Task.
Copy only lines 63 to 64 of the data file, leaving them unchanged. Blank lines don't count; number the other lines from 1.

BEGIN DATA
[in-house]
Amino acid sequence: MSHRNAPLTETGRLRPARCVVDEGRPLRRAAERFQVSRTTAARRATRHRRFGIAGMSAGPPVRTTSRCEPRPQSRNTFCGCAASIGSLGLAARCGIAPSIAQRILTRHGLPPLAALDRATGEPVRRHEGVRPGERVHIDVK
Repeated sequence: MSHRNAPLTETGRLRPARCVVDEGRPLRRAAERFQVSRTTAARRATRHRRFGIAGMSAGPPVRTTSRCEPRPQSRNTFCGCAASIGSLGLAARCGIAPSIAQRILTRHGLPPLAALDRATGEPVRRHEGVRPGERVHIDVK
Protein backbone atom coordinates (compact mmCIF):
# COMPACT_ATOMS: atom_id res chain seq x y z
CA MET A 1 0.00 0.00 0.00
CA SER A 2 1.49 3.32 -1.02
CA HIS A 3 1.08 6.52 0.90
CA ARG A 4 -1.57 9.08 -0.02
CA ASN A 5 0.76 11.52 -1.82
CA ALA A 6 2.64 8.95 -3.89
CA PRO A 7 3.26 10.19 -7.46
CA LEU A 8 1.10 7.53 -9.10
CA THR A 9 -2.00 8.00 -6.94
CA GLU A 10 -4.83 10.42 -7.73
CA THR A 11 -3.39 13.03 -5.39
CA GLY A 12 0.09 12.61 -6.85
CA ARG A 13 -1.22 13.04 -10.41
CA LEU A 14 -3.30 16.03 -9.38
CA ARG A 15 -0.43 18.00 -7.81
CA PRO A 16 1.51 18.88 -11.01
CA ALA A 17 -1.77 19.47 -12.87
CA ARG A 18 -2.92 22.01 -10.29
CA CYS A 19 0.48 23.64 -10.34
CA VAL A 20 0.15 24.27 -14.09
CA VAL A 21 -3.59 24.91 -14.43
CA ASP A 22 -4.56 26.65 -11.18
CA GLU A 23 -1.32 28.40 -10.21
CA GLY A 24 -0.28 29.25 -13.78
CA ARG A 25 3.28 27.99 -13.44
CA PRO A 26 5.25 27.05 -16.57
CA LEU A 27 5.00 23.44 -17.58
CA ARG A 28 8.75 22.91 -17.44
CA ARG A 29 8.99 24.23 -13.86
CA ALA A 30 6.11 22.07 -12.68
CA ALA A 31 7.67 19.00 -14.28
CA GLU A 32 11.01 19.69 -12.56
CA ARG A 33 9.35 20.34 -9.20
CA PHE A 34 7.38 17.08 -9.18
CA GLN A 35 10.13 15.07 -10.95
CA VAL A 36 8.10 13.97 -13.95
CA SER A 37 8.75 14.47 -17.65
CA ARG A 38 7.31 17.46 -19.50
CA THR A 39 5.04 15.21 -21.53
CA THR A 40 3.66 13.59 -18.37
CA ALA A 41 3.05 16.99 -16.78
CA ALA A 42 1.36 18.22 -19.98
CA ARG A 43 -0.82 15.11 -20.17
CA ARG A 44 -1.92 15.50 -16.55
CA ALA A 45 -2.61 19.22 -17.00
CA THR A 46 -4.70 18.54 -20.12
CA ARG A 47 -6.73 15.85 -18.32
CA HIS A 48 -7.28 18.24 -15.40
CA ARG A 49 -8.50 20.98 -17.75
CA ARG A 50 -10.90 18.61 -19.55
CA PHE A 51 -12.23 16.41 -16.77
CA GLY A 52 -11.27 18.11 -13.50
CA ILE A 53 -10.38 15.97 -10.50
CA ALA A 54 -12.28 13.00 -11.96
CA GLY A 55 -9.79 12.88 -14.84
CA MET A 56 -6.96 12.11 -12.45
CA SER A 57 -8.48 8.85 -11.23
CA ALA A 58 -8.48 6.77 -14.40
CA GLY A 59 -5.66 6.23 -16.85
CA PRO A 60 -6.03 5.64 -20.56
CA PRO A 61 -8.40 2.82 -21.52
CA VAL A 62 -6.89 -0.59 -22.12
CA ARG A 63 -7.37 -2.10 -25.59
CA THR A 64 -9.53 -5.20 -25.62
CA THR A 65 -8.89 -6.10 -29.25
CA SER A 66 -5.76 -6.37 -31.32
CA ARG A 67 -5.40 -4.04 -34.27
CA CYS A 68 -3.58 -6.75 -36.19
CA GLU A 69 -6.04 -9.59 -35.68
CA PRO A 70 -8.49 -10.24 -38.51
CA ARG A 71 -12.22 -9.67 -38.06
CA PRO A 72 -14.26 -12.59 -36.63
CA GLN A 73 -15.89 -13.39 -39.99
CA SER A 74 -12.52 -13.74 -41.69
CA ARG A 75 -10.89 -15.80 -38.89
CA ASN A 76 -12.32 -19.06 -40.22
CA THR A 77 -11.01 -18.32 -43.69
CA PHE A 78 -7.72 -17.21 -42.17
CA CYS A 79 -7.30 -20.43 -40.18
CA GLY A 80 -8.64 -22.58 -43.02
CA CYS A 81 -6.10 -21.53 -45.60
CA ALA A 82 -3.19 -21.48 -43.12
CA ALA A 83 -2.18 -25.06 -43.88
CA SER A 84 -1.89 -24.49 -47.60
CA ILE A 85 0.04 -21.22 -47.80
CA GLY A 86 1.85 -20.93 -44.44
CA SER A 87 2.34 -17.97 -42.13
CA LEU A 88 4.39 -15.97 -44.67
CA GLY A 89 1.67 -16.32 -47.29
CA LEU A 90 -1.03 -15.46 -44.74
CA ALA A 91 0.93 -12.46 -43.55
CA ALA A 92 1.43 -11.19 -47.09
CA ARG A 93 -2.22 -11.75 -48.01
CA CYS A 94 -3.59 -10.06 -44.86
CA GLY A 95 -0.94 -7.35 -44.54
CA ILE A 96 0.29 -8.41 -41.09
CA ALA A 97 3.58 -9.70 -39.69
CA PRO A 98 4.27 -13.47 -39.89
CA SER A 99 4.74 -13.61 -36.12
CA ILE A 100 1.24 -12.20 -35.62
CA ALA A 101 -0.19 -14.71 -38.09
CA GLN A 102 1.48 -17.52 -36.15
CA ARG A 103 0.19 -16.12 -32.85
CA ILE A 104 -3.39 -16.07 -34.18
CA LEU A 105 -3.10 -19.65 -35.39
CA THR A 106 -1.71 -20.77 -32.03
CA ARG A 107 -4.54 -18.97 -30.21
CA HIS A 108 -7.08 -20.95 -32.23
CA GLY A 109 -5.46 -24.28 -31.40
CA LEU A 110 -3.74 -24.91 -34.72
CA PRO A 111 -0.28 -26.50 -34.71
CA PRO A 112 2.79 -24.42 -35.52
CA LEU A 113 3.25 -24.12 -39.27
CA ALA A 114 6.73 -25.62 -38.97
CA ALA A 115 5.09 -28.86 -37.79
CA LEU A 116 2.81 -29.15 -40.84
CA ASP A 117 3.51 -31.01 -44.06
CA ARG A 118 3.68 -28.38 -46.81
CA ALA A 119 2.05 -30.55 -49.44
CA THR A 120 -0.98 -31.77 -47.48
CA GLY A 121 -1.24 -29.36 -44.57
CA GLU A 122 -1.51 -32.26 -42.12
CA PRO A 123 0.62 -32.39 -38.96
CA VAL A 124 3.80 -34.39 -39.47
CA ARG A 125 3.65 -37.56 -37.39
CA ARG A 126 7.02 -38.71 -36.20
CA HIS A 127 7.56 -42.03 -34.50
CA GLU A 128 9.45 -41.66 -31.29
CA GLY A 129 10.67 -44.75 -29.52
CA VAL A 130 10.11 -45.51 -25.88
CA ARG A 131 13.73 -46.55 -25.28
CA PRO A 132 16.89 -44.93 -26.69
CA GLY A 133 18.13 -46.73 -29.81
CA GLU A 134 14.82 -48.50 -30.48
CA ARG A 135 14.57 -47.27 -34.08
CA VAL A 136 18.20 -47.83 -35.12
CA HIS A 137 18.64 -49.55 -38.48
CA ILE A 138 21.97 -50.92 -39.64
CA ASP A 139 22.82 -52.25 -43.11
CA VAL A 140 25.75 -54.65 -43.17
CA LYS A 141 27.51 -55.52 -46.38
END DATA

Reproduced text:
CA ALA A 58 -8.48 6.77 -14.40
CA GLY A 59 -5.66 6.23 -16.85